The Missouri Capitol Building
One busy week leads to another as Missouri lawmakers wrestle with tax credits, a major ethics bill, and next year’s state budget.
The House this week sent a proposed lobbyist gift ban to the Senate, which is conducting a public hearing on it next week. The bill has died two years in a row over concerns that accepting a piece of gum or a slice of pizza could become illegal. But Senate Majority Floor Leader Mike Kehoe, R-Jefferson City, said he’s committed to crafting a gift ban that the full Senate can support.
“I’m going to try to get a little bit of compromise before we vote it out of committee and put it on the floor,” he told reporters Thursday. “We’re definitely going to be talking about that bill, there’s no two ways about it.”
The measure does include a few exemptions, including free food at catered events as long as every lawmaker and statewide elected official in Missouri is invited.
Meanwhile, the governor is expected to release his proposed budget next week.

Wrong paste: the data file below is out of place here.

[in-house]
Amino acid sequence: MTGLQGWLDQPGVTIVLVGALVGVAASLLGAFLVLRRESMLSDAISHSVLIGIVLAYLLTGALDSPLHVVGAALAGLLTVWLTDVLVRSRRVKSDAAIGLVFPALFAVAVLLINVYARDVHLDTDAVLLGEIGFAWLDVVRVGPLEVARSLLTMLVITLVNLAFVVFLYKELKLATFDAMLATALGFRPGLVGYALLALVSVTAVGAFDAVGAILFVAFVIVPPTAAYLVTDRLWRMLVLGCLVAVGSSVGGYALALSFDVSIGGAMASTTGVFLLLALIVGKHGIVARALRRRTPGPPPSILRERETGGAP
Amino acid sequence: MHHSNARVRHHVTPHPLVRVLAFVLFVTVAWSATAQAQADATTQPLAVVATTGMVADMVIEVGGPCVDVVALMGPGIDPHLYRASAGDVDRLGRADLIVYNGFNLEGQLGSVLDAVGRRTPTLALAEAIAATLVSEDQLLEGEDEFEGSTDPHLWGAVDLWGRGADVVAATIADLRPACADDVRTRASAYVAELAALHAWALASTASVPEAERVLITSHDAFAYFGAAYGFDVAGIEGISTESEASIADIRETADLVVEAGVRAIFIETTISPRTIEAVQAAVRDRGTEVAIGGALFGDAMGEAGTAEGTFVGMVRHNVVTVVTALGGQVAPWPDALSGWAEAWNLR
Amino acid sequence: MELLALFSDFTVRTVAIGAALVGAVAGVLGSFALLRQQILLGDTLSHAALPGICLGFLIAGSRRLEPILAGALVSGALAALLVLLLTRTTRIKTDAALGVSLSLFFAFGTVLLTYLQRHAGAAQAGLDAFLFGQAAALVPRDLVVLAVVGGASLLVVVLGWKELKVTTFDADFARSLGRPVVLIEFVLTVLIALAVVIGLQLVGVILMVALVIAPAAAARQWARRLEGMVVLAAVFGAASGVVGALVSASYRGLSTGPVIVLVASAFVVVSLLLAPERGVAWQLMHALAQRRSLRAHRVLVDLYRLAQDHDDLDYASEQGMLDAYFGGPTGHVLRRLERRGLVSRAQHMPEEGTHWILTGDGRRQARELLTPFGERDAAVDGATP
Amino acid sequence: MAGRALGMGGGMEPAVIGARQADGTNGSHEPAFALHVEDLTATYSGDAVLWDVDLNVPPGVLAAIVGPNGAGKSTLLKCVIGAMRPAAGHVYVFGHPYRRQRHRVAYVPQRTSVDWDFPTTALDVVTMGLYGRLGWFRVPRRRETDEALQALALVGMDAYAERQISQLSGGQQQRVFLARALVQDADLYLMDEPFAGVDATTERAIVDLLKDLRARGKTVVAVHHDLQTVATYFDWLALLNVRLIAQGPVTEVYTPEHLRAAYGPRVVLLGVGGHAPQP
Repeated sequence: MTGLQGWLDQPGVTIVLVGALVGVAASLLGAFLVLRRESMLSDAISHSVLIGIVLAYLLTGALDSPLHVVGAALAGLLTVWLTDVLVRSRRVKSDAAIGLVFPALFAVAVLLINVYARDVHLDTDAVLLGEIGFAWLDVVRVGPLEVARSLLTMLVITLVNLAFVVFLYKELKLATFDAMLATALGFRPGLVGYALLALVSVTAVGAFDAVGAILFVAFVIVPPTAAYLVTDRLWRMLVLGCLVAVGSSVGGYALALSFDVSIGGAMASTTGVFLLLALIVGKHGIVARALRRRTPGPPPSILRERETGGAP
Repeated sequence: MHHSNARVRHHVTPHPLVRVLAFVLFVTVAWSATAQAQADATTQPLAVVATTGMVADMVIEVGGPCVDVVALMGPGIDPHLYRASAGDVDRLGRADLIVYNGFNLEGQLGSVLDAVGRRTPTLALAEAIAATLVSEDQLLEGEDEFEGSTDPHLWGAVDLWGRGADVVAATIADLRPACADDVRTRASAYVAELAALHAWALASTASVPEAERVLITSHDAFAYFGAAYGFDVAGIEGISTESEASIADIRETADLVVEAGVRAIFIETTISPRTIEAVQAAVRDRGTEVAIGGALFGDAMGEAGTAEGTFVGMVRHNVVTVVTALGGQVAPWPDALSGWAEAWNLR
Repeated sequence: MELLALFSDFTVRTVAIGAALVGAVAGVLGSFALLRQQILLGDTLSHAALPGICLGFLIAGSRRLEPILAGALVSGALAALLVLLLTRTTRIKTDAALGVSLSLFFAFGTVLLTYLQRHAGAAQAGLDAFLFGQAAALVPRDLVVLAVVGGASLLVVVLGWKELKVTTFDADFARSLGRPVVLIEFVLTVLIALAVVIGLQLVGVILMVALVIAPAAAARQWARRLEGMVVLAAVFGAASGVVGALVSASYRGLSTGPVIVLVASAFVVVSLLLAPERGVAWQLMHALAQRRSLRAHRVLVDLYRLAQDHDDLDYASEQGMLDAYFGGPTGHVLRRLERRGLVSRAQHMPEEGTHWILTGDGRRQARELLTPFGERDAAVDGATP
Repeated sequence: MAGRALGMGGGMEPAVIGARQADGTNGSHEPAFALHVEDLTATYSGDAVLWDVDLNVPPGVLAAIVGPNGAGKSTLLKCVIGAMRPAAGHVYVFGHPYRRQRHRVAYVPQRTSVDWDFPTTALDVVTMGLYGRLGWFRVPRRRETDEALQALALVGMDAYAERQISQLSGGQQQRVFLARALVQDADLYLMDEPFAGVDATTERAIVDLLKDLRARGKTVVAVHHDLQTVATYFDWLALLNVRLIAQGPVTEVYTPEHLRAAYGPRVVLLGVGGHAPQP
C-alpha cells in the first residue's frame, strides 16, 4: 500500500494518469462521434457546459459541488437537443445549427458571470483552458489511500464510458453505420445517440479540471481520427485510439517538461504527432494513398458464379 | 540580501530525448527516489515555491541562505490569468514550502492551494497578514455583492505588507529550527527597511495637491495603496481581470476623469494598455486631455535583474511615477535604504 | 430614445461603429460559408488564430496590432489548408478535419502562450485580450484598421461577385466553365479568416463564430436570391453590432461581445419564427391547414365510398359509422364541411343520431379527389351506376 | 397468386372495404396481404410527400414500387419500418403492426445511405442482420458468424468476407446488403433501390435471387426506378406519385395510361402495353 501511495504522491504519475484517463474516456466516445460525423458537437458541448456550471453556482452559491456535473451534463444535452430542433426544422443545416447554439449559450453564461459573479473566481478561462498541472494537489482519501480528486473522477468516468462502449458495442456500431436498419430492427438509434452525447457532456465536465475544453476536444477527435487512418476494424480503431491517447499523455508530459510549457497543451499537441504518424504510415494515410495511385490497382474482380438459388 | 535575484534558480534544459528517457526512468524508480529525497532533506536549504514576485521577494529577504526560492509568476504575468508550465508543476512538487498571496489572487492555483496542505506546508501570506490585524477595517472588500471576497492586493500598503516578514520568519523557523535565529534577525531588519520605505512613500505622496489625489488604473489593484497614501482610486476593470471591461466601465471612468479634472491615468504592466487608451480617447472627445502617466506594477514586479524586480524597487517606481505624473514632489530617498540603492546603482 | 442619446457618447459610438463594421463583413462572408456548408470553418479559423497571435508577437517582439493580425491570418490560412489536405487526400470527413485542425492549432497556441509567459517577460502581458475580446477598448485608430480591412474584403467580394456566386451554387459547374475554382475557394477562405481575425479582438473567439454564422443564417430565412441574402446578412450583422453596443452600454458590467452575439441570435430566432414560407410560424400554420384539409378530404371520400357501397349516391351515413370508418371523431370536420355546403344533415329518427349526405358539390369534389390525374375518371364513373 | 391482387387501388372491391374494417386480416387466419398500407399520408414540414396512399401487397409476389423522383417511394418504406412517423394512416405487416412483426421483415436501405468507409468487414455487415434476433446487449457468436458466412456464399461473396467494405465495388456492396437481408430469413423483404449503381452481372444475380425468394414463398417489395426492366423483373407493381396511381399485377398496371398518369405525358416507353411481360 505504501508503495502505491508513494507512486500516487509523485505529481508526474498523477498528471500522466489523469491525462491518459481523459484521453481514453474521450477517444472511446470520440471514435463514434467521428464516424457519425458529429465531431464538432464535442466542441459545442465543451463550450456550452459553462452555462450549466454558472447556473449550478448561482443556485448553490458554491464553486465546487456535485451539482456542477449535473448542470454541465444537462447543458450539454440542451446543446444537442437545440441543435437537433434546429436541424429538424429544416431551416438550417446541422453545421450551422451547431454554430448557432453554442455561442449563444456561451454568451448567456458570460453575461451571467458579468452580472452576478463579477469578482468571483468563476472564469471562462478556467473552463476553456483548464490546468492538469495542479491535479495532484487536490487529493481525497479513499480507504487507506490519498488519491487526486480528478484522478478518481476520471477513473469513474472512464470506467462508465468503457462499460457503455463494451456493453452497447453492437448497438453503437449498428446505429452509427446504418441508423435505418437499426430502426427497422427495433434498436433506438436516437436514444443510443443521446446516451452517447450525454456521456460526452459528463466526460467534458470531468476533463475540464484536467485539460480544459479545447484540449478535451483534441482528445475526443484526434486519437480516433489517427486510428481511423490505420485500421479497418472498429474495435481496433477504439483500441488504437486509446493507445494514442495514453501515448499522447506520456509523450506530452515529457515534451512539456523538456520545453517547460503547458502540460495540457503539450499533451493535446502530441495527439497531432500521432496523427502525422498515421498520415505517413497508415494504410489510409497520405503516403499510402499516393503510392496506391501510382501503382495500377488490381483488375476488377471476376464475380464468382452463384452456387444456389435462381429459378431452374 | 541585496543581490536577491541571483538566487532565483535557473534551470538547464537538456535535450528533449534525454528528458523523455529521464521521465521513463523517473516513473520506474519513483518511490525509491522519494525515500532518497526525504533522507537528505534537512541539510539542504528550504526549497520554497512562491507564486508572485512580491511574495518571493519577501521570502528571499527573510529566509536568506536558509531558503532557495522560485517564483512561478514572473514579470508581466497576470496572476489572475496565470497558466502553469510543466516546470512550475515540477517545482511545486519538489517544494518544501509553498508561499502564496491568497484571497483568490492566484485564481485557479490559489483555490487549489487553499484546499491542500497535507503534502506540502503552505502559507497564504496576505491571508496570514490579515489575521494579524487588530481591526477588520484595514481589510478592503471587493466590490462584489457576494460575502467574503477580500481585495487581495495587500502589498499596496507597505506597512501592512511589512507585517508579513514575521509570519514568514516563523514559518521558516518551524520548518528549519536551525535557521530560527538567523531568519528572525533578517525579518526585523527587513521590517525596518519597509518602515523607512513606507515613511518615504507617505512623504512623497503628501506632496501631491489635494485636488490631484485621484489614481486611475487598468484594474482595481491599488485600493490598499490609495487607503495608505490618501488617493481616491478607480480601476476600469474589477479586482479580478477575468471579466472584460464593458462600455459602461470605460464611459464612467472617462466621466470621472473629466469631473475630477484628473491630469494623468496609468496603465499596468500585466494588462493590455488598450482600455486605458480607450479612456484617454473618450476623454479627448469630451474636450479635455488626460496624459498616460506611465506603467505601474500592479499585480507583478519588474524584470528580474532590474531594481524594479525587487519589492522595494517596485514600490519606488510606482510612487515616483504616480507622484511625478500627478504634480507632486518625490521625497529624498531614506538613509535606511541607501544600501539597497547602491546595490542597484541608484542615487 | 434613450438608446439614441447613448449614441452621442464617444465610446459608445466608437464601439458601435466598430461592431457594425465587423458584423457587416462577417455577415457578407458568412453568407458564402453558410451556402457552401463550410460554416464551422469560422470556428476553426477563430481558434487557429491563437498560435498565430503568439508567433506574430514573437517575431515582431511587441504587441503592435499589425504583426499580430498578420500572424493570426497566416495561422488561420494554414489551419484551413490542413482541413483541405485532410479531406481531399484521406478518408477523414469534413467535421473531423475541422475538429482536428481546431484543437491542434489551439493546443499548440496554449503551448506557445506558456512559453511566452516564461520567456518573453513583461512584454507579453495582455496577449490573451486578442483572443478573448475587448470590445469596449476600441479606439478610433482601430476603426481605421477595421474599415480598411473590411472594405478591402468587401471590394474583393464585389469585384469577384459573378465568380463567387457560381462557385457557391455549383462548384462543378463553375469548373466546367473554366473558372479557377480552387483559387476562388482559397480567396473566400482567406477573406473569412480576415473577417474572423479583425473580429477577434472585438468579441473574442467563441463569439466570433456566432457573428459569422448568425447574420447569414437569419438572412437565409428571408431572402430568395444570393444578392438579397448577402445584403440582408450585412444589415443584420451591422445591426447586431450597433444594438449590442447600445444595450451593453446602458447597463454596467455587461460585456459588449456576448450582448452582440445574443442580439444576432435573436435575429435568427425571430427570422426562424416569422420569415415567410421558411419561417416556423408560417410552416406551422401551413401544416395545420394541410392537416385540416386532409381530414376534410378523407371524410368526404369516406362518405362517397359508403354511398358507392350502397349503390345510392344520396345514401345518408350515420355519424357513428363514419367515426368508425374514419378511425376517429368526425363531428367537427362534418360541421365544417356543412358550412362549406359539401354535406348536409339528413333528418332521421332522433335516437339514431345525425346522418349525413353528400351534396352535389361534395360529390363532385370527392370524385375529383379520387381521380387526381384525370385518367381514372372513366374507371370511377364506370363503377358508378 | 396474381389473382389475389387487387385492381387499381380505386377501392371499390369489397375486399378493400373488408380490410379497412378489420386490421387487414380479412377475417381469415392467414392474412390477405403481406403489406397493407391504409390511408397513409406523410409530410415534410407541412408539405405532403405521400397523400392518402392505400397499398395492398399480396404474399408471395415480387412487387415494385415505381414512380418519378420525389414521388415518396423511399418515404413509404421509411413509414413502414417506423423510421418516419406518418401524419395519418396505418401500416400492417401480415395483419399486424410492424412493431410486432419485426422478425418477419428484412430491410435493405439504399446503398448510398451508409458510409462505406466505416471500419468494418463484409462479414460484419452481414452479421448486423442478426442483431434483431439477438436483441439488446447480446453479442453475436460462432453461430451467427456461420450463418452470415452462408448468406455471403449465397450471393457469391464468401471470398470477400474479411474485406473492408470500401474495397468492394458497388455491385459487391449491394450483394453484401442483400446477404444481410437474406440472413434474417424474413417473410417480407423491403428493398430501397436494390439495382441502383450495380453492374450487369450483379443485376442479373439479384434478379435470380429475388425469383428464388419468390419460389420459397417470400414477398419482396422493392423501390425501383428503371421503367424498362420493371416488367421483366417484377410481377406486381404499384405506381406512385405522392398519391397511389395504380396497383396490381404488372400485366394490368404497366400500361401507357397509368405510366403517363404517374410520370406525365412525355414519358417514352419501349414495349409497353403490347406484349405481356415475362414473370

His chief operating officer, Drew Erdmann, recently sent a letter to agency heads in Jefferson City, telling them they needed to find an additional $300 million that can be reduced from the fiscal year 2019 budget that begins July first. Rep. Scott Fitzpatrick, R-Shell Knob, chairs the House Budget Committee. He wouldn’t comment on the letter, but indicated next year’s budget could be smaller than the current one.
“There are going to be some substantial core cuts recommended by the governor’s office,” Fitzpatrick said.
Sen. Mike Kehoe, R-Jefferson City.
Meanwhile, public hearings are scheduled on capping or renewing several tax credit programs, including those for low-income housing and preserving historic buildings. One bill in particular would limit the amount of low income housing tax credits Missouri could issue each year to $50 million. Even if it becomes law it would have no immediate effect, because the Missouri Housing Development Commission voted last month not to issue any low income housing incentives during the calendar year of 2018.
Another bill would also cap historic preservation tax credits at $50 million a year.
Lawmakers will continue their work while awaiting the outcome of a criminal probe by St. Louis prosecutor Kim Gardner into allegations that Gov. Eric Greitens threatened to blackmail a woman with whom he had an extramarital affair in 2015. Senate President Pro-tem Ron Richard, R-Joplin, said the ongoing controversy and news reports are not a distraction.
“I’ve been doing this a long time,” Richard said. “I’ve been in leadership on both sides of this building, (and) there’s distractions in the building, outside the building … rest assured, I’ve been through troubled waters before and I can steer it again.”